Search - Treasury of Library of Cong :: Treasury of Library of Congress Field Recordings

Treasury of Library of Congress Field Recordings
Treasury of Library of Cong
Treasury of Library of Congress Field Recordings
Genres: Country, Blues, Folk, Special Interest, Pop
  •  Track Listings (30) - Disc #1


Larger Image
Listen to Samples

CD Details

All Artists: Treasury of Library of Cong
Title: Treasury of Library of Congress Field Recordings
Members Wishing: 1
Total Copies: 0
Label: Rounder / Umgd
Release Date: 10/21/1997
Genres: Country, Blues, Folk, Special Interest, Pop
Styles: Classic Country, Traditional Blues, Traditional Folk
Number of Discs: 1
SwapaCD Credits: 1
UPC: 712136150022

Similar CDs

Similarly Requested CDs


CD Reviews

America singing
Jerome Clark | Canby, Minnesota | 06/03/1999
(5 out of 5 stars)

"Ever since 1928, the Library of Congress has been recording authentic folk musicians in the field. Eventually, a small number of these recordings were released commercially, first on 78s, then LPs and now CDs (on Rounder's Archive of Folk Culture series). On this disc, banjoist, playwright, and ethnomusicologist Stephen Wade has chosen 30 of the best of the publicly available performances, representing a broad range of styles. All are from the 1930s and '40s, before America's rich folk-song tradition began to collapse under the onslaught of radio and pop music on phonograph records. Every cut here is a small masterpiece, and every one stands up to repeated listening. Among my own favorites is cowboy fiddler Jess Morris's "Goodbye, Old Paint," the earliest known version of this famous frontier waltz; Morris learned it in 1884 from a black Texas cowhand, who in turn picked it up while driving cattle to Wyoming in the 1870s. Pennsylvanian John J. Quinn does a blood-chilling, unaccompanied "Avondale Mine Disaster," and Mississippi bluesman David "Honeyboy" Edwards makes "Worried Life Blues" sound practically like an orchestral piece, though accompanied by no more than his acoustic guitar. Banjo pickers, fiddlers, harmonica blowers, washboard bands, a capella balladeers, church and prison choirs, children's chants and mother's lullabies -- you can hear America singing on this wonderful disc."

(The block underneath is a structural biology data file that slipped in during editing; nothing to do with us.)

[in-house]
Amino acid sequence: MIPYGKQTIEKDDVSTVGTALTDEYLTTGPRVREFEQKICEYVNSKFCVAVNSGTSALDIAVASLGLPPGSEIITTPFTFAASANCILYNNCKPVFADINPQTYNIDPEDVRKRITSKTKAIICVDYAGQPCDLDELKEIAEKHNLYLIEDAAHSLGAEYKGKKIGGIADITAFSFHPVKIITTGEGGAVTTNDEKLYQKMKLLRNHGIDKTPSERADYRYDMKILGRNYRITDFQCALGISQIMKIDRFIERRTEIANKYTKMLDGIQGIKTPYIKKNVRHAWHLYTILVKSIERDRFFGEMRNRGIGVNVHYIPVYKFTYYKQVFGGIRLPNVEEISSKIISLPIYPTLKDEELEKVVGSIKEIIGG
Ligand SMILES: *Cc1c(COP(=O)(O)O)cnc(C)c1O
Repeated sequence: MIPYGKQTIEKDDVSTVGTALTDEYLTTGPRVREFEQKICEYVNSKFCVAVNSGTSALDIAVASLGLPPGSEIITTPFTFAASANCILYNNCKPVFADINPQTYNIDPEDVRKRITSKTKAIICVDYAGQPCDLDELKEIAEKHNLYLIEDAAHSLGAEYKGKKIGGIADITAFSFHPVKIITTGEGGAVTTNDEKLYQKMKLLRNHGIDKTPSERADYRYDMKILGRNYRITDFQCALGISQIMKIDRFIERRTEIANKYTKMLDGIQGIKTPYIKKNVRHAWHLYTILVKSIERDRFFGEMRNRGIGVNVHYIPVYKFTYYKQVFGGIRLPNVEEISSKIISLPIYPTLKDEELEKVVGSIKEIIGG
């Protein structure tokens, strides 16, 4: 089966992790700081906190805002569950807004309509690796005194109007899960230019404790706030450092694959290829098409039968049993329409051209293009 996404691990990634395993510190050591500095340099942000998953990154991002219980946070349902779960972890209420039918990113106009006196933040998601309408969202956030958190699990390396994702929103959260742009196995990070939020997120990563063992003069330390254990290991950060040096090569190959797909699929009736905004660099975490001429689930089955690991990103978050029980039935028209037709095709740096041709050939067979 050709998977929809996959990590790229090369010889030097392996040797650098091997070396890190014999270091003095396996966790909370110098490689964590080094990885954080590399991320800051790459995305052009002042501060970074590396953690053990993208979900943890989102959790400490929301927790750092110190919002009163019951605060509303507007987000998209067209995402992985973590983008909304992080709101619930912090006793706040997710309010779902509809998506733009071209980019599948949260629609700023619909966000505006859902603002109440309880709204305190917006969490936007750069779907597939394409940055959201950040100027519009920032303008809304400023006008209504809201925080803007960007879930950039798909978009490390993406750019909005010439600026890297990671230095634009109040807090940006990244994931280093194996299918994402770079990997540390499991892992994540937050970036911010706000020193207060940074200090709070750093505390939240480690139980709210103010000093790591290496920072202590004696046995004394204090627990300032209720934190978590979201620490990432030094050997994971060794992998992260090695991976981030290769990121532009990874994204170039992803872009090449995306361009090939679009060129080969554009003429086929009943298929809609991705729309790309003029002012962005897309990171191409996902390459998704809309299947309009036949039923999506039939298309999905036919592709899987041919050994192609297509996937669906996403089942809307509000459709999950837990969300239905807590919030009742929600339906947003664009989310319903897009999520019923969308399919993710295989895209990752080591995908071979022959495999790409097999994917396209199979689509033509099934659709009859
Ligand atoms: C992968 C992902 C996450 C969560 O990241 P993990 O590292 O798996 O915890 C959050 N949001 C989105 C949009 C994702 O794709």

A Treasury of Library of Congress Field Recordings
Jerome Clark | 03/28/2000
(4 out of 5 stars)

"I purchased this CD so I could listen to Sea Lion Woman, a song I heard during the final credits to The General's Daughter. The other 29 songs were an added bonus. Some of these songs, recorded in the 30's and 40's, are a real joy to listen to. Also included with the CD is a small booklet telling you about each song. To hear "Pullin' the Skif" and "Shortenin' Bread", only to learn that the young singer died in a hold-up she perpetrated before her twenty-first birthday just grabs the heart."
Comfort food for the ears...
Betty Boop | Lebanon, TN USA | 08/07/2000
(5 out of 5 stars)

"Haunting ballads, stories and lively dance tunes sung by "regular people" (including Woody Guthrie) provide a musical history of rare breadth. If you are looking for slickness and glitz, this CD is not for you. If, on the other hand, you enjoy honest music, are interested in folk history, and perhaps are a closet (or shower) singer yourself, you will enjoy this glimpse into the souls of people whose spirits fill these songs.An added bonus is the booklet that is included. It provides background on the Library of Congress's Folk Archive and the field recordings done by John, Alan, and Elizabeth Lomax in the late 30's to mid-40's. It also gives a short song and artist history for each track. The fact that one child singer died before her 21st birthday makes her song especially haunting.Many of us live comfortably insulated, yuppified, sanitized lives. These recordings remind us where we came from. Most importantly, they demonstrate the power of music, that it feeds our souls and gives us strength. We all have that power to make music. Some of us have just forgotten how to do it, or have been told we should not try to sing or play. These songs help us remember on many levels, and show us that making music is a blessing we are all capable of enjoying."